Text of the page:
But he’s optimistic that it won’t take too many years of seasoning before he gets a shot at his own locker in the Capital One Arena in Washington, D.C.
Gabe Pulver, co-host of The CJN’s Menschwarmers podcast, believes Cristall has a shot at seeing action sooner rather than later—which he told him directly.
“You’re a high pick, you’re a second-round pick. Ultimately, I’m sure you know this, you’re going to get a chance to make the team.”
Didn’t yet meet Ovechkin
Joining the Capitals has been “a dream come true” for the young left-winger. Not only did the team win a Stanley Cup five years ago, but their captain is none other than Alexander Ovechkin, arguably the best left-winger in the history of the National Hockey League.
With 1,485 points in his storied career so far, Ovechkin is also on track to tie Wayne Gretzky’s record for the most goals scored by a player.
To his disappointment, Cristall didn’t meet the Russian superstar while being evaluated at the team’s development camp. In fact, none of the regular players were around at all, just the staff. But when he does eventually meet “Ovie,” Cristall is sure it is going to be “pretty surreal.”
“Yeah, I probably won’t say too many words. I’ll probably just, like, hopefully shake his hand or, look at him and probably be smiling a lot.”
Cristall hopes to watch No. 8 at work on the ice, and learn from him to help his own goal-scoring techniques. Interestingly, he doesn’t use the same style of hockey stick as Ovechkin, which has a big hook. Cristall’s preferred shape is the same one used by Auston Matthews of the Toronto Maple Leafs, known as a P92.
“That’s just kind of what worked for me,” Cristall said.
Admires Zach Hyman
Cristall doesn’t know what style of stick forward Zach Hyman uses when he streaks up the ice for the Edmonton Oilers. But it isn’t just Hyman’s hockey talent that has made the Toronto-born star sit atop the list of his own favourite Jewish athletes.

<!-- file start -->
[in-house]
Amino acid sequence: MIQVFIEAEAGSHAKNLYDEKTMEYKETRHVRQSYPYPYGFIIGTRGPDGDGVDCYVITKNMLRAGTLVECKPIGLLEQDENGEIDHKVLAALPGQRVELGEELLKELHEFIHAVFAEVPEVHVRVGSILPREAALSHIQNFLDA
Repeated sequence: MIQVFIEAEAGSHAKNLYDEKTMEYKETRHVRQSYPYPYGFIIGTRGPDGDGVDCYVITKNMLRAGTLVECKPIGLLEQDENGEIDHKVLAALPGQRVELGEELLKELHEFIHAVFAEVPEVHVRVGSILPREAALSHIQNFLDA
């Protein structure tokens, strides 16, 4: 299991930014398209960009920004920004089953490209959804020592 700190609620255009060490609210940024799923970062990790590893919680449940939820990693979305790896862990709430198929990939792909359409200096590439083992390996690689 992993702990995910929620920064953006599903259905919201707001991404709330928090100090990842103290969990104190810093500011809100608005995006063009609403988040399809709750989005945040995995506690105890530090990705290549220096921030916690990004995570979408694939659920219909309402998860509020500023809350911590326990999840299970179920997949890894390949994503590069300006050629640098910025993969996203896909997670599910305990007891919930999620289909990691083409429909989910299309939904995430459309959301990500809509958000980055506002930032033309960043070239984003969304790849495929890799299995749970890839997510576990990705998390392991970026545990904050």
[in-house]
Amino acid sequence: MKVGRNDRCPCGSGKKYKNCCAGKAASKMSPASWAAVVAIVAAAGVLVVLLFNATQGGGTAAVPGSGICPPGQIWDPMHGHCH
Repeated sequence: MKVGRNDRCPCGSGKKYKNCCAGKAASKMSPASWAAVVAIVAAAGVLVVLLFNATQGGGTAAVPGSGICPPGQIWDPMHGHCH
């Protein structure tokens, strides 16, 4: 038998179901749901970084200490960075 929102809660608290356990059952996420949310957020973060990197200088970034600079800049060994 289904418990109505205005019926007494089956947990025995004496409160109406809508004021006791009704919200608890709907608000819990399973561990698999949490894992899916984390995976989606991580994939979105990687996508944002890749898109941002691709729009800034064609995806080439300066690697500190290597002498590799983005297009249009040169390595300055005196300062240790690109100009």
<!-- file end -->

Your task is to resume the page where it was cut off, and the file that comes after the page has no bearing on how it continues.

Hyman has been very public about his background. He’s involved in fundraising for Jewish charities. He lit the giant Hanukkah menorah outside the Alberta legislature in 2021, and spoken out about antisemitism in sports. He even now wears the number 18, which is the Jewish symbol for life.
Cristall hasn’t been told what number he might be assigned with Washington, but he would like to emulate how Hyman navigates being Jewish with a pro-hockey career, as part of a small but growing group of fewer than two dozen currently in the NHL system, or feeder leagues.
“Definitely, yeah, I like to represent, I think,” he said. “I grew up with it and my family is Jewish and we take a lot of pride in it. So it’s definitely not something that I’m gonna be shy of, but also I hopefully follow in Zach’s footsteps a little bit.”
There have been only three Jewish players in the history of the Washington Capitals franchise: the list includes retired goalie Bernie Wolfe, and former captain Jeff Halpern, a centre who is now an assistant coach with Tampa Bay; and André Burakovsky, now with Seattle, who has Jewish roots on his father’s side.
The Sandy Koufax question
While he was in touch with the local Jewish community while playing for Kelowna, the team schedule usually meant Cristall was playing on Friday nights. Invitations to Shabbat dinners had to be turned down.
And while his favourite Jewish food is challah (with matzah ball soup a close second), it was a fast day that caused Cristall to decide how he was going to reconcile his faith with his obligations on the ice.